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As Joe Biden received Israeli President Isaac Herzog’s figurehead at the White House this week, he hailed the US-Israel relationship as “simply unbreakable”, and spoke of the “ironclad” commitment to his ally in the Middle East.
Yet despite the US president’s warm words, this week’s flurry of diplomatic activity has also revealed how strained ties between the US and one of its closest allies have been since Benjamin Netanyahu was sworn in as head of the most right-wing government in Israel’s history last year.
“The administration is trying to walk between the lines,” said Danny Ayalon, Israel’s former ambassador to the United States and now chairman of Silver Road Capital Group. “To show that they have Israel’s back – but also that they have a problem with this government.”
Part of the Biden administration’s criticism of Netanyahu’s government has been directed at its acceleration of plans to expand Jewish settlements in the West Bank, which Palestinians have long sought as the heartland of a future state but which Israel has occupied since 1967.
The Biden administration has repeatedly called settlement expansion — deemed illegal by most of the international community — an obstacle to peace. Two weeks ago, he said Netanyahu’s cabinet included some of the “most extreme” figures he had encountered in 50 years of dealings with Israel, criticizing their desire to “settle anywhere” as “part of the problem” in the West Bank. But in public statements this week, he largely avoided the topic.
Instead, the concern Biden has expressed most publicly is over moves to weaken the powers of Israel’s justice system that have sparked one of the biggest waves of protests in Israel’s history and plunged the country into its deepest political crisis in years.
Netanyahu and his allies have insisted that the judicial changes – the first of which is to be voted on Monday – are necessary to rein in an overly powerful justice system. But critics see them as a fundamental threat to Israel’s democratic institutions. This week, Biden again urged Netanyahu not to push through sweeping changes without consensus.
To hammer home his message, shortly after meeting Herzog on Tuesday, Biden told the New York Times that “the vibrancy of Israeli democracy. . . must remain the heart of our bilateral relationship”. White House National Security Council spokesman John Kirby later told Israel’s Channel 12 that the article “accurately reflected where the president’s head is.”
“Never before have we faced a situation in which the whole issue of Israel’s democratic institutions or its independent judiciary has been called into question,” said Martin Indyk, former US ambassador to Israel and now Distinguished Lowy Fellow of the Council on Foreign Relations.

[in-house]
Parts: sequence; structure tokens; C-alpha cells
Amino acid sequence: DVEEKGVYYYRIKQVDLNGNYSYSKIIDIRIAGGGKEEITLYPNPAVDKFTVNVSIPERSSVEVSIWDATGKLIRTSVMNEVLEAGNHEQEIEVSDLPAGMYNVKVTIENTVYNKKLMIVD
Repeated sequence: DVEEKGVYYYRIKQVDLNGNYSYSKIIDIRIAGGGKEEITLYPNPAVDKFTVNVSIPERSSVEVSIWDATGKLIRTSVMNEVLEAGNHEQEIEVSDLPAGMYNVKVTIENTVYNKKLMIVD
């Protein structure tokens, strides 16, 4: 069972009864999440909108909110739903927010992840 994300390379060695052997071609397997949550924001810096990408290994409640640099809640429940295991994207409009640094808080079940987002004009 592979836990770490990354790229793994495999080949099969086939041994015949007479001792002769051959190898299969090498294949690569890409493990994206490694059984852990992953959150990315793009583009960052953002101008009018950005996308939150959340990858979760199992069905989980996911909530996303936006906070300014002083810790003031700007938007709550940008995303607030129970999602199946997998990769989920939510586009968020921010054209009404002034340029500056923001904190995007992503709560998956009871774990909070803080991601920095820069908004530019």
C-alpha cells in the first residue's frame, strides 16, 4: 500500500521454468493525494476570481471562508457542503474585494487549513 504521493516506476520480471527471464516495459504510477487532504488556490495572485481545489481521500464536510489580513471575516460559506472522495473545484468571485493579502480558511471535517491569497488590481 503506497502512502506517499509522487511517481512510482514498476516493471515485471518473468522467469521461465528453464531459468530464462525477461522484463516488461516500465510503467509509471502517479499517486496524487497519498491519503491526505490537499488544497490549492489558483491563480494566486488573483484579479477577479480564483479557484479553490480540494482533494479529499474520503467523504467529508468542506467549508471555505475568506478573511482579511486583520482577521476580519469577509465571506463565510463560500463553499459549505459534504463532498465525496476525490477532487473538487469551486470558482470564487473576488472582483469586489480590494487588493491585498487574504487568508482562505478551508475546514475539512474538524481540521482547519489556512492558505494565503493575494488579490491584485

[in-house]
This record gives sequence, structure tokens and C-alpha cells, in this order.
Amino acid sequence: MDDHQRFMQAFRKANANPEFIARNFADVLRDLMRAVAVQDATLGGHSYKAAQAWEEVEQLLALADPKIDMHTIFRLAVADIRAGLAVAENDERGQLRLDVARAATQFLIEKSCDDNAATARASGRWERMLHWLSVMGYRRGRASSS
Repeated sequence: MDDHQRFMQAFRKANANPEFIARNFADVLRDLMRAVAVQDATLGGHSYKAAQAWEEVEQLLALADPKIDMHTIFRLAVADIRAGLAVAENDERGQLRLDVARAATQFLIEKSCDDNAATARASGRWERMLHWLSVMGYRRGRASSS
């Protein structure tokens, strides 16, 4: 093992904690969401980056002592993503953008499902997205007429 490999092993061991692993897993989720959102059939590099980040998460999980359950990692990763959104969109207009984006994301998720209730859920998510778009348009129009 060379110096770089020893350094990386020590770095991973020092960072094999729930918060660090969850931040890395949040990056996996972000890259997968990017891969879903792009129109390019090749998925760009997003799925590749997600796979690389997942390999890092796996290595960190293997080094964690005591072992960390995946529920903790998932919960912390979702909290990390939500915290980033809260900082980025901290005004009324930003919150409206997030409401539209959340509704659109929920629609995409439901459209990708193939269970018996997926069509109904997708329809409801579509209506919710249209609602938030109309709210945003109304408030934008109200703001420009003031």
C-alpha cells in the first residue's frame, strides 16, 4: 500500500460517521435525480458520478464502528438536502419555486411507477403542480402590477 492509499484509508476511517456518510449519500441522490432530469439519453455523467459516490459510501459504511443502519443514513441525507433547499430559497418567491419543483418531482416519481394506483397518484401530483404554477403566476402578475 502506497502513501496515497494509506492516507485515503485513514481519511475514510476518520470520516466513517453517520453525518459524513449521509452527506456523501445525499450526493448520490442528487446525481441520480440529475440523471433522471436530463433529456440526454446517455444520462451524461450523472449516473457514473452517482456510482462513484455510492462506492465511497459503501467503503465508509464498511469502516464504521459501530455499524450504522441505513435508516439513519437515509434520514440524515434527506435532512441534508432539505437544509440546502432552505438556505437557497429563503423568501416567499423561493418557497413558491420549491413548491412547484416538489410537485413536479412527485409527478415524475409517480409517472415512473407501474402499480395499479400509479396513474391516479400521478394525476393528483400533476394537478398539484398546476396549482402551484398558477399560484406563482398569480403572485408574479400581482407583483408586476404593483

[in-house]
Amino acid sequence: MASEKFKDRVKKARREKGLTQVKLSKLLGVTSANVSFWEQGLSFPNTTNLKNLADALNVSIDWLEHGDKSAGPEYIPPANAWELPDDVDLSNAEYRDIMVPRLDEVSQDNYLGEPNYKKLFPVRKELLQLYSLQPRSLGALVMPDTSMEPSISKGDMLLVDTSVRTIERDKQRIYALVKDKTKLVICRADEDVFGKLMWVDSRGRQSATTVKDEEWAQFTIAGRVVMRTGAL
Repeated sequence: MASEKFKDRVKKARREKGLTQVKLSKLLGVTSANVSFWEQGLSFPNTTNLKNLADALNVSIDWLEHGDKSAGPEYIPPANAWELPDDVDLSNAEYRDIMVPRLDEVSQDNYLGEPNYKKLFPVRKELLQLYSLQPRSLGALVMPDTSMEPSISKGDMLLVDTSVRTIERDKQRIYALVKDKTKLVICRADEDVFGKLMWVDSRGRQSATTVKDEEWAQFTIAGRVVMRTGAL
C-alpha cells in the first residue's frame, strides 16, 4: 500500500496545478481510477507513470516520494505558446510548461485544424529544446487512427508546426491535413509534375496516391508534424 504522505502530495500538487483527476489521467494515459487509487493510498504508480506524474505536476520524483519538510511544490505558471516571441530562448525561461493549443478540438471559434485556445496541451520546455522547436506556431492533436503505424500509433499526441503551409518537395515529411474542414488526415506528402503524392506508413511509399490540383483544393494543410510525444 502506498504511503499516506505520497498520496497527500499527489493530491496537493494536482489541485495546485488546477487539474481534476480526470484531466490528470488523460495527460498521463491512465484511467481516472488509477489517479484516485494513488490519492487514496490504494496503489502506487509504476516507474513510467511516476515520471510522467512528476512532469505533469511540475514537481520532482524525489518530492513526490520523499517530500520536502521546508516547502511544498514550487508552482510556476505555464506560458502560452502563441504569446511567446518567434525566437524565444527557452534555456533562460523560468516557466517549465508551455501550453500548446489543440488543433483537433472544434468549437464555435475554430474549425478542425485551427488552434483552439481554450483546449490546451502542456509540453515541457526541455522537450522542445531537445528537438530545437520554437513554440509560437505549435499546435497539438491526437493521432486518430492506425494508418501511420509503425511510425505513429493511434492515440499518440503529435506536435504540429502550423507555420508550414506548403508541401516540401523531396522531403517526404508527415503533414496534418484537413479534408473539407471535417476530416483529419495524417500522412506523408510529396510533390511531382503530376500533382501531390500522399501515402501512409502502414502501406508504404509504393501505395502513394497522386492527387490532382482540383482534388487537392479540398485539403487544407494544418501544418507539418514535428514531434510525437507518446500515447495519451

“And that takes on greater importance when you have a president [in Biden] WHO . . . who believes in promoting democracy.
Observers said part of the reason for Biden’s decision to focus his criticism on the judicial overhaul lay in domestic US politics. The position of American politicians on the Israeli-Palestinian conflict has gradually become a more partisan issue in recent years.
This trend accelerated after the administration of Biden’s predecessor, Donald Trump, moved away from the longstanding US approach to a two-state solution, taking a number of high-profile steps that unambiguously favored Israel. This was underscored again this week when Democratic MK Pramila Jayapal called Israel a “racist state,” prompting a Republican-sponsored resolution saying it was not.
By contrast, Biden’s warnings about Netanyahu’s judicial overhaul have drawn far fewer Republican reactions, Indyk said, not least because much of the Jewish community in the United States shares his concerns.
“[Biden] will not want to engage in a fight with Israel over settlements in an election year,” he said. “But it seems he is fully prepared to fight for the independence of the judiciary.”
However, there is no indication that the Biden administration intends to follow up on its criticisms of Netanyahu’s government with action. “There was ‘no discussion of some sort of formal reassessment’ of US-Israel relations, an NSC official said.
And after ostensibly refusing to invite Netanyahu to the United States in the seven months since he returned to power, Biden finally did so this week — though no date or location was set and officials said it was done largely to keep the topic from overshadowing Herzog’s visit.
Indeed, while the Biden administration ended a Trump-era policy of funding Israeli research institutes operating in West Bank settlements, it has otherwise pursued several other policies that analysts say could provide Netanyahu with a political windfall.
Israel and the United States signed an agreement this week that brings Israel closer to its long-standing goal of entering the US visa waiver program. And even as U.S. officials have privately warned that the deteriorating situation in the West Bank is draining diplomatic bandwidth that could be devoted to issues such as Israel’s ambitions to normalize relations with Saudi Arabia, the Biden administration has nonetheless worked to facilitate relationship building.
Diplomats and former officials have said that in the short term this is unlikely to change. “THE [US-Israel] defense cooperation continues fully, because it is also an American interest. The basic special relationship continues because it’s a person-to-person relationship,” Ayalon said. “But [the Americans] raise a red flag.